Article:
“Weight: A Rising Concern for American Society” by Jamie Hagwood
It is 3:30 a.m. on a Saturday night and the typical American member of society is flipping through channels eating potato chips. The television screen blares infomercials on most of these vacant channels which encourage this American to sign up for Nutrisystem or buy the latest exercise machine. One can only imagine how much these advertisements profit advertisers, yet these members of the weight loss industry highlight a serious problem in America. In the 2015 report on health, compiled by the Centers for Disease Control and Prevention and the National Center for Health Statistics, roughly 70 percent of adults are considered overweight, with approximately 37 percent of that measure considered to be obese (“Health”). When referring to one who is overweight, such a person may have an overabundance of body weight, whether that come from muscle, bone or fat tissue, as well as water weight (“Overweight”). One who is obese typically has an overabundance of body fat (“Overweight”). These numbers are startling considering the effects of higher body fat on the body – typically heart disease or stroke risks. Given the growing proportion of those overweight and obese in America, weight loss industries and technologies have risen. When considering a weight loss program one is flooded with possibilities, yet some of these programs are dangerous and others help achieve fulfillment healthily.
Weight has been a rising issue as America has become more developed and revolutionized itself in the realm of technology. The average American’s body size has been rising ever since the 1960s (Cutler et al. 93). To discover the root cause behind why America’s mean weight may have increased during the late 20th century into early 21st century, Dr. David Cutler, Dr. Edward Glaeser and Jesse Shapiro of Harvard University theorized and tested two explanations – caloric consumption and energy expenditure – in their essay “Why Have Americans Become More Obese” from the Journal of Economic Perspectives (98, 102). Self-surveys and agricultural sales data implied that caloric consumption was the more probable culprit given a caloric increase in snacks which suggested a greater frequency of snacking (101). Despite technological changes and employment shifts, general exercise time did not appear to change (104). Many may think the it is a combination of the two factors – that Americans are seemingly lazy and eat uncontrollably – but this is not the case. Why is this rise based solely on increased calories? After World War II, Americans grew to become more urbanized. Researchers Cutler, Glaeser, and Shapiro elaborate, “in the 1960s, the bulk of food preparation was done by families that cooked their own food and ate it at home,” (93). However, by the turn of this the 1960s, mass preparation was more common and an ideal way to consume (105). The food technological revolution allowed for easier access to prepared ingredients and meals by spoil prevention, sterilization, packaging, and temperature control (105). Microwaves and refrigerators became more accessible, which allowed for fast cooking and easier food storage (106). These changes combined to create ideal conditions for issues with self-control, where one can fulfill their food desires quickly and impatiently eat more as a result (113). Thus, as technology advanced, Americans became more obese or overweight and in turn companies attempting to reverse that have advanced as well.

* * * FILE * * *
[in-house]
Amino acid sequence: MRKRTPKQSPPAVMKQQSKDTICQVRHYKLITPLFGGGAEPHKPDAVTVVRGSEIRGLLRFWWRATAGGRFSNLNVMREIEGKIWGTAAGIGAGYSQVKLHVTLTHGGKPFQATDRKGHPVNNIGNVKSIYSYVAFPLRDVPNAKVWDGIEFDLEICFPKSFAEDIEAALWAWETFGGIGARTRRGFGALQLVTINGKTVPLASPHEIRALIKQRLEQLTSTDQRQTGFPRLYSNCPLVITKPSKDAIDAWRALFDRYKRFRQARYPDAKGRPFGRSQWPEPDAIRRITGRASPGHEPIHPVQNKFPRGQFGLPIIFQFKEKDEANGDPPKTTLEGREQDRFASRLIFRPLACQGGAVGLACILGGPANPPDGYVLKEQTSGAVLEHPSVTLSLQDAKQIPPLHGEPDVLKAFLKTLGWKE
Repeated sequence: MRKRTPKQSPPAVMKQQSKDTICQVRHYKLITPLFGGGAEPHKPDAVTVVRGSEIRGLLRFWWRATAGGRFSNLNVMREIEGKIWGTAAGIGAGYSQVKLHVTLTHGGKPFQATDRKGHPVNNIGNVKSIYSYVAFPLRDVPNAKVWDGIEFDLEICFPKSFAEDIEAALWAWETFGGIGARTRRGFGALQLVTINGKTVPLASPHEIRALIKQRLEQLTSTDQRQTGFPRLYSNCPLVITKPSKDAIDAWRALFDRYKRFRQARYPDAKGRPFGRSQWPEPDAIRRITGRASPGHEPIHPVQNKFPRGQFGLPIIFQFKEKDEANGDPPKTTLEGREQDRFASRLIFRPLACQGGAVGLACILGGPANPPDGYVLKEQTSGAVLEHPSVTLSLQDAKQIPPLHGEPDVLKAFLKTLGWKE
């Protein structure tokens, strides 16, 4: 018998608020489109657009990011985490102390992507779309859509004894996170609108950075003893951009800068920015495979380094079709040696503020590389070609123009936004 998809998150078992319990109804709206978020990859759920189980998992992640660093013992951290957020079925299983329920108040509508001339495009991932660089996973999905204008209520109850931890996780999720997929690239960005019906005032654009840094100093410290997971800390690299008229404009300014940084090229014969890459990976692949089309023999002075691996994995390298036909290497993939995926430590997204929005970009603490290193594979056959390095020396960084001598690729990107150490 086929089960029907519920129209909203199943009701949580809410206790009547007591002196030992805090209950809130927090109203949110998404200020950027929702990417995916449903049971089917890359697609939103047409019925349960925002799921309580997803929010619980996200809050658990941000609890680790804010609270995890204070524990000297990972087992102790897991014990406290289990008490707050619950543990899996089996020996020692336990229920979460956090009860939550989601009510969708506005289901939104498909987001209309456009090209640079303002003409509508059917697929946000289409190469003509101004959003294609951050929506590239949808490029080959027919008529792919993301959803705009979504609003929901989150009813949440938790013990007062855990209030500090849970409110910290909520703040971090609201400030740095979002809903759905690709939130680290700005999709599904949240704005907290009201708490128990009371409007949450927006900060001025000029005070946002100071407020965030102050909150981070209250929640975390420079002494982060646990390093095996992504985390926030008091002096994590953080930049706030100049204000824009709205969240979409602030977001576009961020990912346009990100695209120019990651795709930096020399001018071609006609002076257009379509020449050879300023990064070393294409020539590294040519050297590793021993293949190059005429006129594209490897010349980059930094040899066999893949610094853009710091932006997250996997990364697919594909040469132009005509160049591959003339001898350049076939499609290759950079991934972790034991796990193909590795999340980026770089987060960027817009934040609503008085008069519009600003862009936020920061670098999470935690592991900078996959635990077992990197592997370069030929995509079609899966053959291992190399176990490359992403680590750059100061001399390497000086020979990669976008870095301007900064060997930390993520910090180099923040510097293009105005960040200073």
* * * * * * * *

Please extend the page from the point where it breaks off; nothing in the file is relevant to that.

While undertaking the weight loss journey, one may ask themselves, “what am I doing this for?” Of course, personal motivation to lose weight varies from individual to individual. The most typical reason is for one’s health (Hanky et al. 881). Those who are overweight or obese are prone to higher health risks like heart disease, strokes, or diabetes. The excess weight puts strain on the regulatory systems, most importantly that of the cardiovascular system. It is also important to think of the psychological health behind weight loss. As a society, we tend to care about how we appear to others. Improving appearance is also a more common motivation for losing weight, however this motivation is more common in younger individuals (881). In modern society, it is typical to see weight concern and dieting grow during the adolescent stage of life, particularly for girls (Oellingrath et al. 265). While weight is a concern for both men and women, young women and girls are more likely to view themselves as weighing more than in reality, and in turn attempt to achieve thinness through dieting strategies (270). From personal experience, I can say that the need to feel thin was strongest during the later years of middle school and all throughout high school. A compulsion to “fit in” drove me toward bad eating habits, like skipping breakfast and other meals throughout the day. As a result, I craved junk foods like cookies, chips, and ice cream. The pressure to be slim is relatively equal between boys and girls, however girls feel the pressure to be thin whereas boys feel the pressure to be lean (Hanky et al. 270-271). These pressures can continue into adulthood. I have since graduated high school and recognize the pressure to be thin which previously motivated me to lose weight has shifted to a motivation for healthier living. Unfortunately, people of all ages and genders can be the subject of sociocultural influences, among other influences, and are flooded with the possibilities of the weight loss industry. These range from exercise and dieting programs, to pills, to physician approved treatment plans and simple diet and exercise.